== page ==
In my last column, I spoke about fitness requirements. In this article, I wanted to focus on one of the technical basics of Kung Fu – Stances!
Here at the WKFA you will likely hear many instructors say that stances are the foundation of what we do. It is not just something we say so our student focus on them more, but it is so true that during nearly every warmup we have the students go through the “stance sequence”. We build on these depending on rank and age.
Initially there’s the 3-stance sequence: Horse/Forward/Cat Stance. Then students progress to the 4-stance sequence: Horse/Bow/Cross/Female Stance. Finally we add an additional 4 stances to the 4-stance sequence to become the 8-stance sequence: Cat/Crane/Dragon/Triangle-Horse Stance
Stances are truly fundamental to everything we do, but many youth and junior students struggle with these basics even after training for several years averaging of 2 classes per week. Maybe it’s because we do them so often that they feel that they’re not “new” or “cool” or maybe it’s because we do them so frequently the students end up going through the motions and not realizing how they will help them progress.
We need good stances in our forms, our techniques, our sparring and even our self-defense. Without good stances, a student isn’t able to move effectively and efficiently, can be off balanced and, quite honestly, will just not be able to progress to more advanced (and interesting) parts of our curriculum.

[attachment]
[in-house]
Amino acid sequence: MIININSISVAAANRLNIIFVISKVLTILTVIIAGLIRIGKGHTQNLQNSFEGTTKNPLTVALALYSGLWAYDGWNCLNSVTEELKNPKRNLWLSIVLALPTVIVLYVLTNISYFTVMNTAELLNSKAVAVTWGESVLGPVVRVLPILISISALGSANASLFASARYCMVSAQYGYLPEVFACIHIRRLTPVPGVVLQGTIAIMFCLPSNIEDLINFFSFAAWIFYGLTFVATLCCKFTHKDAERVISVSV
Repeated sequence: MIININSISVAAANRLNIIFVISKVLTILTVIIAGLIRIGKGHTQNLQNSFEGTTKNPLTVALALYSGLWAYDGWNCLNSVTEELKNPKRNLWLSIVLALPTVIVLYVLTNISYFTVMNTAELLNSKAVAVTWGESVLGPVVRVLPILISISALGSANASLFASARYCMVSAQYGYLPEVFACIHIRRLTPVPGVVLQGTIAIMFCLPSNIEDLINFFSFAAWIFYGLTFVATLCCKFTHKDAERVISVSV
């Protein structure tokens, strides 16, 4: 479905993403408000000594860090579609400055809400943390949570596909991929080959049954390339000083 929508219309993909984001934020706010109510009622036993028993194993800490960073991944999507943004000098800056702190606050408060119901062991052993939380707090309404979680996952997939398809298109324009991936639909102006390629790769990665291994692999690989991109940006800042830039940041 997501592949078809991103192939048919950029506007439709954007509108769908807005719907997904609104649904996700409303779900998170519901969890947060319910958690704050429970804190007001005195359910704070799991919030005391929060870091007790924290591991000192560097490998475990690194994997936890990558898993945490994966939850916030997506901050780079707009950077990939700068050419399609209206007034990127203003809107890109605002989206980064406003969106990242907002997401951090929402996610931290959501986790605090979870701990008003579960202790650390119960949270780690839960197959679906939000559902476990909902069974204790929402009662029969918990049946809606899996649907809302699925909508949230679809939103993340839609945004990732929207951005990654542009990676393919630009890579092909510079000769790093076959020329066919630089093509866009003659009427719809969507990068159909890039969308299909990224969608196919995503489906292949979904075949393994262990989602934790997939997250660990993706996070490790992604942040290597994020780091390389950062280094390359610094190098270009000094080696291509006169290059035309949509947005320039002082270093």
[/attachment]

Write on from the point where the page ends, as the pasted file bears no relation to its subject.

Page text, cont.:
Like fitness, stances are something that your child can practice at home even with little time or space. I thought I’d use this article to review the 4-stance sequence and things you can look for to help your child ensure they are executing those stances well.
Horse Stance: Feet should be about double shoulder width apart and pointed forward; knees pressed outward and aligned directly above ankles; tops of thighs should be close to parallel to the floor; hands in closed fists, chambered just above the hip bone.
Bow Stance: Feet no more than 1-2 fist widths apart; hips squared to the direction the student is facing; back leg completely locked out (straight); front leg bent so that the knee is over the ankle; both feet should be on the same 45° angle.
Cross Stance: Hips square to the direction you’re facing; front foot planted and flat on the ground; on the ball of the back foot; back knee tucked behind the front knee; stance should be wider than it is long.
Female Stance: Front leg bent, foot parallel to direction you’re facing; most weight is on front foot; hips and shoulders square to front; should be on the ball of back foot; thighs should be squeezed together.
*Remember, if your child isn’t able to perform their basic fitness requirements as discussed in my last post, stances are going to be more difficult for them, so please don’t neglect the physical fitness in pursuit of good stances*
Also read Part 1 of this article.